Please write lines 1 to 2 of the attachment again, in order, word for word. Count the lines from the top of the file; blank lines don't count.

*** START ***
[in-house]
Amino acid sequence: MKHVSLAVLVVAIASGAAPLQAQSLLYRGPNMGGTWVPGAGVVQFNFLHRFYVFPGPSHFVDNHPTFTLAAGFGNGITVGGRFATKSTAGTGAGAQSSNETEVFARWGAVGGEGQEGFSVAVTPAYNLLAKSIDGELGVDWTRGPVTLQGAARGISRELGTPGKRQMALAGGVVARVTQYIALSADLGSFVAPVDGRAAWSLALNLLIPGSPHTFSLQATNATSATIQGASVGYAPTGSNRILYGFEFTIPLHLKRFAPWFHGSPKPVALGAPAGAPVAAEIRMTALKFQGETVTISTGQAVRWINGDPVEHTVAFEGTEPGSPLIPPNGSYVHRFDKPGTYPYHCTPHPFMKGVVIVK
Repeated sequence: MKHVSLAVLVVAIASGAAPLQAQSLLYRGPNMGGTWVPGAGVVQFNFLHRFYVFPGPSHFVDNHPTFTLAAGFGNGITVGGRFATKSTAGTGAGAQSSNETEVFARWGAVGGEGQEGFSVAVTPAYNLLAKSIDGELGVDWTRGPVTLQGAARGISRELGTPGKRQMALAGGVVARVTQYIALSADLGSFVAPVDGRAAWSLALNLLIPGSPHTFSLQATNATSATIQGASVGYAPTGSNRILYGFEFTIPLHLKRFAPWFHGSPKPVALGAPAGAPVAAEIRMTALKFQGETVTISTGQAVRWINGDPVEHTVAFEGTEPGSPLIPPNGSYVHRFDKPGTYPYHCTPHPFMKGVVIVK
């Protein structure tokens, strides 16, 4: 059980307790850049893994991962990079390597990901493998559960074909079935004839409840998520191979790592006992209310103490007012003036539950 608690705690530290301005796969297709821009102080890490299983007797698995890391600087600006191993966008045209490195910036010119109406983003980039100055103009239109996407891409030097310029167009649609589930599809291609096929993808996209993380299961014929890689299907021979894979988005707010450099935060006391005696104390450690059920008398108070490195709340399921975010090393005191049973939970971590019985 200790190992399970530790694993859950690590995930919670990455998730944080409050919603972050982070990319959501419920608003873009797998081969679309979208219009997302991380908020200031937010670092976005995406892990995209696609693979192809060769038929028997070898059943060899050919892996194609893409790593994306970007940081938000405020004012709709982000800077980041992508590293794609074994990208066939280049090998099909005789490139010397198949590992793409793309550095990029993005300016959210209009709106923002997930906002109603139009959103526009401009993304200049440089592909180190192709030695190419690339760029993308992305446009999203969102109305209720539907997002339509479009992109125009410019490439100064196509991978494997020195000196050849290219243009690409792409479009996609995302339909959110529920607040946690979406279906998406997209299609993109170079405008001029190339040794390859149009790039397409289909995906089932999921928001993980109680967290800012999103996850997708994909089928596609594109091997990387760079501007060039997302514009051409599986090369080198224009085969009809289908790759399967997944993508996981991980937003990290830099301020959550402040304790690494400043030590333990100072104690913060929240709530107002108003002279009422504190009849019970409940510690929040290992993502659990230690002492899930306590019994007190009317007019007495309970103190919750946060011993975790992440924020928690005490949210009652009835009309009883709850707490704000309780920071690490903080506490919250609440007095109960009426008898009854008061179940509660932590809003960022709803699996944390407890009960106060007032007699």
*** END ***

[in-house]
Amino acid sequence: MKHVSLAVLVVAIASGAAPLQAQSLLYRGPNMGGTWVPGAGVVQFNFLHRFYVFPGPSHFVDNHPTFTLAAGFGNGITVGGRFATKSTAGTGAGAQSSNETEVFARWGAVGGEGQEGFSVAVTPAYNLLAKSIDGELGVDWTRGPVTLQGAARGISRELGTPGKRQMALAGGVVARVTQYIALSADLGSFVAPVDGRAAWSLALNLLIPGSPHTFSLQATNATSATIQGASVGYAPTGSNRILYGFEFTIPLHLKRFAPWFHGSPKPVALGAPAGAPVAAEIRMTALKFQGETVTISTGQAVRWINGDPVEHTVAFEGTEPGSPLIPPNGSYVHRFDKPGTYPYHCTPHPFMKGVVIVK